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Here Them Bells?

[Note: Yeah! One from the bandwagon posts. I love it. BlogEasy sticks recent posts on their site, so when a current event post is made - it usually draws some comments. See Chris's post and the comments here. Below is the text of my comment (I quote the comment by 'Anonymous').]

First let's ignore the baseless accusations, 'Dude, homophobes have done more to "erode the foundation of our society" than any or all gays.' I'll believe that when I see some sort of legitimate data.

Anonymous: And who says one has to believe in God? That blows your whole theory right there.

Unless of course there is a God. I don't believe there's any obligation to not stand for what you believe (or even know) to be true. If you can question the foundation of my beliefs, then I can question yours. What if there *is* a God - that blows *your* whole theory right there.

You have to start somewhere, and if my 'core' believe is in a God (Who has a desire to be involved in mine and other's personal lives) then that obviously will effect (or should effect) the rest of my beliefs. If you're beliefs are based in a 'core' belief that there is no God - what if you're wrong?

Anonymous: Please don't insult the intelligence of your readers by comparing it to intra-family sexual relationships. I think you know the difference.

How? How do I know the difference. I've grown up all my life believing that marriage is between one man and one woman - now you tell me it's just two loving people. What if someone else tells me it's between three loving people, or two loving siblings. Why shouldn't I believe that?

Quote from my blog (http://tim.timlytle.net):

"May I point out just one thing? Without any research I can give examples of times in history where it was acceptable for two loving family members to be married, and where it was acceptable for three loving people to be married. Can't remember anytime it was considered acceptable for two loving people of the same sex to be married. If we're going to redefine marriage, maybe we should start with the definitions that were once acceptable? To bad the advocates of same-sex marriage won't tolerate that. Maybe we should just forget what definitions are 'acceptable' and just go with the definition of the Person Who defined marriage in the first place."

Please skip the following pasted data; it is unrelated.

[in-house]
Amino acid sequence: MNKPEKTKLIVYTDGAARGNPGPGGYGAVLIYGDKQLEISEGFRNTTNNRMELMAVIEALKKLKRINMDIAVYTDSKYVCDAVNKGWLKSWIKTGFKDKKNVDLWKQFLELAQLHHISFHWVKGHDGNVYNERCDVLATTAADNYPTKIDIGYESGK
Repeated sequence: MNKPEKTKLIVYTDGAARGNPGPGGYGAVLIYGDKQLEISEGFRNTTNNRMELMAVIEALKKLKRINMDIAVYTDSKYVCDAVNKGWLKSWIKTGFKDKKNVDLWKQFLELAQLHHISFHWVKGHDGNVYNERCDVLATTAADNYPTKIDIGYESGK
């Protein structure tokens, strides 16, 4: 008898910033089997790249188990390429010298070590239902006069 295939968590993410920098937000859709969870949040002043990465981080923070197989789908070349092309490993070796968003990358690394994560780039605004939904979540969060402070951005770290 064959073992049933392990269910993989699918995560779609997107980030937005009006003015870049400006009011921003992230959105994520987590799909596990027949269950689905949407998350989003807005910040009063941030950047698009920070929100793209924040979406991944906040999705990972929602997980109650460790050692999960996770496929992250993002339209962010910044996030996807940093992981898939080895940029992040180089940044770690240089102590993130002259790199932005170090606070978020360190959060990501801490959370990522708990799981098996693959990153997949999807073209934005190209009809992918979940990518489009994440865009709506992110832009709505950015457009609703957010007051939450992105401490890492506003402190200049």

Anonymous: Mormons believe in bigamy. Some Native American Tribes believe in using certain drugs for "religious experiences". Our government leaves them to their right. Does this mean religion will "cease" to be religion?

Actually, our government denies Mormons (who no longer practice polygamy) the 'right' to marry more than one person. But this does bring up an important point. Whether you believe same-sex marriage is wrong or right - it is against the law. And to marry same sex couples is to break the law. That's why the mayor of that town in New York is now facing criminal charges. You want to change the law? Go right ahead - they already took it to a vote in California, and the majority said 'no'. And as for rights - marriage isn't a right - it's a privilege. One reserved by our government for two people of different genders. If marriage was a right I could just go out, find a girl, and say, "Marry me." And she'd have to. After all, it's my right. Do I even need a girl? I should be able to get married all by myself. Marriage is a right.

Anonymous: The world is a changing place and God, in His infinite wisdom, allows us to adapt and grow. I would suggest you try it.

God's 'infinite wisdom' would by definition be greater than ours. It would also be, by definition, complete. God's wisdom would not change - if it is infinite. So God's not growing - but we are - God can't grow, because He's complete. He may allow us to 'adapt and grow' - but there's only one of two directions we would be going. It's either closer to His perfection, or farther from it. Wouldn't it be wise to know which direction we were going?

Tim Lytle [03/03/04 22:33:09] | 1 Comment | Point